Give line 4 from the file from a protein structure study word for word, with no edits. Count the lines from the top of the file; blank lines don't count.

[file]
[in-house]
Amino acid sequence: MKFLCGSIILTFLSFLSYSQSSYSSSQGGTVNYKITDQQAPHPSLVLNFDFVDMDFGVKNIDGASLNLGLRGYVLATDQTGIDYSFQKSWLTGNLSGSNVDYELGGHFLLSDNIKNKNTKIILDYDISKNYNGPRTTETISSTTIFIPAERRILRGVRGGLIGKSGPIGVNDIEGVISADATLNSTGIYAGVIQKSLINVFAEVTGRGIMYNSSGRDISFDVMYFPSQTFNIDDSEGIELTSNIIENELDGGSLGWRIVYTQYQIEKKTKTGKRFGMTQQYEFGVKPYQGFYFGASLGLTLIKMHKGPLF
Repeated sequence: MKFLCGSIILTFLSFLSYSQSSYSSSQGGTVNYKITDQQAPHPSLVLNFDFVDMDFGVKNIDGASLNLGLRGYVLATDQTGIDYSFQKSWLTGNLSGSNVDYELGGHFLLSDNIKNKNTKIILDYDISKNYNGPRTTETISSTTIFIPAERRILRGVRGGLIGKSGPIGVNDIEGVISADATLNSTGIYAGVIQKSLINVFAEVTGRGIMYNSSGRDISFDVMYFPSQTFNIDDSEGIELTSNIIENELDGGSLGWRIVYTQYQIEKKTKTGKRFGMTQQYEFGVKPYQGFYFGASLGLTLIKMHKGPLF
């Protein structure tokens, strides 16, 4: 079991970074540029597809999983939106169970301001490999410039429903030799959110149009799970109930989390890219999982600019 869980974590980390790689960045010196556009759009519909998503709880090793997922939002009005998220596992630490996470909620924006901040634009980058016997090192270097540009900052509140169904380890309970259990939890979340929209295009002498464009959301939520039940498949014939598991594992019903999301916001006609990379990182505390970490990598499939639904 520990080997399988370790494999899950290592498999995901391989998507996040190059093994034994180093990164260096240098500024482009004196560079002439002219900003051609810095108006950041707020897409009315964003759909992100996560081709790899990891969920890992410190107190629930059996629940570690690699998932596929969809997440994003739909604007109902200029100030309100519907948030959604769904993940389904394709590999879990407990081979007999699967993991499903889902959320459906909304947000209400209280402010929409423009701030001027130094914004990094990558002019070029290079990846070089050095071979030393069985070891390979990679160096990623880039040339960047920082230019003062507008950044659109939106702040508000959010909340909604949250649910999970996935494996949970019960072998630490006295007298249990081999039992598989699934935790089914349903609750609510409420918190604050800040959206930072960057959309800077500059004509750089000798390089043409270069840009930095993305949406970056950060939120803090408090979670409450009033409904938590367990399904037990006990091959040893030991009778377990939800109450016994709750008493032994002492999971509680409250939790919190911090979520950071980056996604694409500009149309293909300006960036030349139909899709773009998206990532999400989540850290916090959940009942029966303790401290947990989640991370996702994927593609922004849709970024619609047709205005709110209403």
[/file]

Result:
């Protein structure tokens, strides 16, 4: 079991970074540029597809999983939106169970301001490999410039429903030799959110149009799970109930989390890219999982600019 869980974590980390790689960045010196556009759009519909998503709880090793997922939002009005998220596992630490996470909620924006901040634009980058016997090192270097540009900052509140169904380890309970259990939890979340929209295009002498464009959301939520039940498949014939598991594992019903999301916001006609990379990182505390970490990598499939639904 520990080997399988370790494999899950290592498999995901391989998507996040190059093994034994180093990164260096240098500024482009004196560079002439002219900003051609810095108006950041707020897409009315964003759909992100996560081709790899990891969920890992410190107190629930059996629940570690690699998932596929969809997440994003739909604007109902200029100030309100519907948030959604769904993940389904394709590999879990407990081979007999699967993991499903889902959320459906909304947000209400209280402010929409423009701030001027130094914004990094990558002019070029290079990846070089050095071979030393069985070891390979990679160096990623880039040339960047920082230019003062507008950044659109939106702040508000959010909340909604949250649910999970996935494996949970019960072998630490006295007298249990081999039992598989699934935790089914349903609750609510409420918190604050800040959206930072960057959309800077500059004509750089000798390089043409270069840009930095993305949406970056950060939120803090408090979670409450009033409904938590367990399904037990006990091959040893030991009778377990939800109450016994709750008493032994002492999971509680409250939790919190911090979520950071980056996604694409500009149309293909300006960036030349139909899709773009998206990532999400989540850290916090959940009942029966303790401290947990989640991370996702994927593609922004849709970024619609047709205005709110209403």